In that hazy time when Purim slowly becomes Shushan Purim - when the farbrengens flow from one to the other and the eyes fight of sleep and drink - I entered the house of the Rosh Yeshivah.
I'd been there the night before for the Megillah reading, but now it seemed different. While the night before it had been a shiva house - let the mind categorize it as it sees fit - now it was something else. The large dinning room table had been removed from the living room to make room for prayers . . . those gathered sat around the small kitchen table - the Rosh, Rabbi Schapiro, a few shluchim . . . it was quiet. Frighteningly quiet.
People took up space in the room, yet it felt . . . so empty. The counters were bare, sinks empty. Everything was there - but something felt missing. The normal signs of an active homemaker's kitchen - a jar of sugar or a teapot, a basket of fruit or a shopping list - those little details of daily life were all gone.
I got the same eerie feeling I had when visiting my childhood bedroom on the day we moved out . . . it was like caterpillar shed of its cocoon - all the parts that had been wrapped so snugly before were there, but now they would no longer fit.
So we sat in the room. Silently. Rabbi Schapiro had been speaking, but his voice rasped thin.
The Rosh took over. His face seemed so long, so tired . . .
"With Haman - when he thought he had it all - he lost it. With the Jewish people it's opposite - when we don't realize that we've been given it all, we loose it."
Words of a living man.
Whence I Thought I Saw a Dead Man
Returning to New York on Virgin America the plane was packed. Shuffling back and forth up and down the aisle to find a place for our carry-on backs and our personal items, my hat and our jackets, I made note of the people - hipsters and business men, a half dozen yeshivah students, a Persian family on travel . . . People fascinate me.
Around 4:00 in the morning LA time, perhaps a few dozen minutes after nodding off to sleep, someone started yelling. Confused I began to look around the plane. Across the aisle, the matriarch of the Persian family was yelling.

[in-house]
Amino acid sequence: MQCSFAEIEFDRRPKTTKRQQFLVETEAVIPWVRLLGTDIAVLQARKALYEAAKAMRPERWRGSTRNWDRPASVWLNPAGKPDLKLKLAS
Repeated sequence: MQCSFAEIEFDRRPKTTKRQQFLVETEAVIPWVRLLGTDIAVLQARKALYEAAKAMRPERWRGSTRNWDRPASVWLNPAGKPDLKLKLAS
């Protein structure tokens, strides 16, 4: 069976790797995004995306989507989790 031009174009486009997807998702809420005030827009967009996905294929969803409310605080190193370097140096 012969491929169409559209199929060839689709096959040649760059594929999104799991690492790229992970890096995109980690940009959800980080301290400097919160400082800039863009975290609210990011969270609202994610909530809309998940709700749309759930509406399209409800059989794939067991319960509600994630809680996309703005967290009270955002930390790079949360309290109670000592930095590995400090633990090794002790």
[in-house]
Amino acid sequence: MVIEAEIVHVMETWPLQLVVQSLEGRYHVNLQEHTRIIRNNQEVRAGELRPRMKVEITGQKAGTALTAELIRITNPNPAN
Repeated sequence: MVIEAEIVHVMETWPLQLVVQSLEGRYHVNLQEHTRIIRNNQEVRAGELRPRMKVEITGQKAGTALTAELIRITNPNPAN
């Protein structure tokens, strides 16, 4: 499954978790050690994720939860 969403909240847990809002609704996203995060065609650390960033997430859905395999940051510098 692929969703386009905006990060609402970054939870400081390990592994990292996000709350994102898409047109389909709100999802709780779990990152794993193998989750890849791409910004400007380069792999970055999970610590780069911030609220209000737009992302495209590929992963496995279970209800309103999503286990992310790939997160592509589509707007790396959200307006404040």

Was this a senior moment? Had she forgotten where she was and her confusion was freaking out?
She kept yelling and pulling the hand of her middle-aged son. As her cries in Farsi becoming more frequent and agitated, it suddenly occurred to me - she wasn't trying to move her son - she was trying to wake him. He lay motionless in his seat.
Suddenly chaos broke out. His father and sister were shaking him, slapping his face and screaming. His niece, or was it his daughter, cried out between her tears.
"Help! Help! Emergency! Is there a doctor here?"
Two ladies, a doctor of some sort and a nurse practitioner came out of nowhere.
I suddenly felt extremely cold. A sense of Déjà vu came over me in the icy fire . . . I felt similar to when I was told my Grandfather had passed away - was this the feeling of death? Sudden dread in wild bolts of hot and cold?
The flight attendants pressed an oxygen mask to his face, and the doctor unbuttoned his collar to better find a pulse.
The mother was hyperventilating, the other family members wept . . .
The man was placed on the floor. The nurse practitioner had his head cradled in her lap, the doctor had his feet in the air - shoes removed.
"He's going to be ok," She said to the family. "He fainted - he's very hot . . . he must have been overheating."
Was she telling the truth? Was he fine or were these words to meant to calm a frantic family while the futile business of working on the man was carried out. Were we going to land?
Packs of ice were pressed against his body.
"I'm telling you," the doctor said. "He'll be fine! This happened to me on the way in as well!"
What a mazal - I'm not sure for the doctor or the individual who fainted - to have it happen on both legs of the trip.
Suddenly his toes started to wiggle. He was alive - there was hope.
His pants were rolled up further to reveal long underwear, his shirt removed to reveal a sweater underneath - no wonder he overheated!
He sat up, and was given a cup of orange juice . . .
In the morning, by baggage claim, I approached the family and asked the father and son if they wanted to put on Tefillin. The father put on right away, the son said he wanted to wait until they got to their first stop - the Ohel
(Photo Credit: Flickr as chosen by ScribeFire)
Technorati Tags: Purim, Life, Mourning, Los Angeles, YOEC, Airplanes, Fear, Death, First Aid, Tefillin, Mivtzoyim, The Ohel